These projects demonstrate that vertical schools can be a viable solution and that they can provide high-quality learning environments that meet the needs of students and communities. Ultimately, whether or not schools become vertical will depend on a range of factors, including local zoning regulations, building codes, and community preferences. It is likely that a combination of vertical and horizontal school designs will be used in densely populated urban areas to meet the needs of the local community.
How do we compare to other countries?
Vertical schools are becoming more prevalent in other countries as well. In Hong Kong, many schools are built as high-rise buildings, with some schools occupying more than 20 floors. In Tokyo, learning centres have been built as part of larger mixed-use developments that include residential, commercial, and educational facilities. Over in New York City, several vertical schools have been constructed in recent years, including the Lower Manhattan Community Middle School, which occupies eight floors in a residential building. Vertical schools are also gaining traction in countries with rapidly growing populations, such as China and India.
Overall, vertical schools are an emerging trend in many densely populated cities around the world, as authorities look for ways to make the most of limited space and resources. It is worth noting that the concept of vertical schools is still relatively new, and many cities are still exploring this approach to accommodate growing student populations in urban areas. While it is difficult to compare the prevalence of vertical schools across different cities, many countries are adopting this solution.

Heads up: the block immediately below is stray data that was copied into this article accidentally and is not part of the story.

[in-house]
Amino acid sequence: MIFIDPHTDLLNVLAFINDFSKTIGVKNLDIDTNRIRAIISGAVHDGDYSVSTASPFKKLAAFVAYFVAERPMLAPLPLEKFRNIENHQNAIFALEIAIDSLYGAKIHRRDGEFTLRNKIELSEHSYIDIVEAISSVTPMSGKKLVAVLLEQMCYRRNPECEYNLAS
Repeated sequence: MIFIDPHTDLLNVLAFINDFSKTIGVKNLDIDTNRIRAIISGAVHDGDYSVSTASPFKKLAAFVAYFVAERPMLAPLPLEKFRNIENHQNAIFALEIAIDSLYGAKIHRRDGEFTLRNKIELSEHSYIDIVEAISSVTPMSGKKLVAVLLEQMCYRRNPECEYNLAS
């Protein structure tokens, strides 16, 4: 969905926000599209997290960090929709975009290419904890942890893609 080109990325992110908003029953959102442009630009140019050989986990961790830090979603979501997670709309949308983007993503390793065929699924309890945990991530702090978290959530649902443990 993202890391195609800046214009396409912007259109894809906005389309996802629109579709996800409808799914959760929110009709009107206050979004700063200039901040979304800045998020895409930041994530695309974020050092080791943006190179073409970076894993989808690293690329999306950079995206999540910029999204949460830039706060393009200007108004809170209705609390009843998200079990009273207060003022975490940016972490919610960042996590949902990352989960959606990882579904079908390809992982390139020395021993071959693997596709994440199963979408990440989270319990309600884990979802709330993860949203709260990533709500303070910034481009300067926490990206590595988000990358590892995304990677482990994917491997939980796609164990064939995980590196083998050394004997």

What do building surveyors assess in vertical schools?
Vertical schools present unique fire safety challenges, given their multi-storey nature. Building surveyors ensure that fire safety systems are designed and installed to comply with Australian Standards, including the NCC. This covers issues such as fire alarms, sprinkler systems, smoke detectors, and evacuation plans.
Given the increased height of vertical schools, we ensure that the structure is designed to withstand wind loads and other environmental factors dependent upon location. Additionally, the foundations and other structural elements should be designed to support the weight of the building and its occupants.
Building surveyors consider how students, staff, and visitors will enter and exit the building, particularly during emergency situations. This may involve designing multiple access and egress points, as well as ensuring that staircases, lifts, and other means of vertical transportation are appropriately sized and located.
Multi-storey buildings often have unique acoustic challenges, particularly with regards to noise transfer between floors. We ensure that the building design includes appropriate soundproofing materials and methods to minimize noise transfer and ensure a conducive learning environment. With limited urban land available for vertical schools, the building design should maximise the use of natural light and ventilation. This may involve incorporating features like skylights, windows, and open-air spaces to increase light and ventilation.
A vertical school shall be designed to be accessible to students, staff, and visitors with disabilities, in compliance with the NCC and Disability Discrimination Act 1992 (DDA). This will often involve designing ramps, lifts, and other features to ensure accessibility to and within the building, which need to be checked for compliance with the NCC and DDA both during and post-construction.
Finally, we must consider the energy efficiency of the building design, given the increased energy requirements of multi-storey structures, incorporating features like solar panels, energy-efficient lighting, and heating and cooling systems, to minimize energy consumption and reduce the school’s carbon footprint.
In summary we will consider these and other factors when dealing with vertical schools, to ensure that the buildings are safe, functional, and conducive to learning.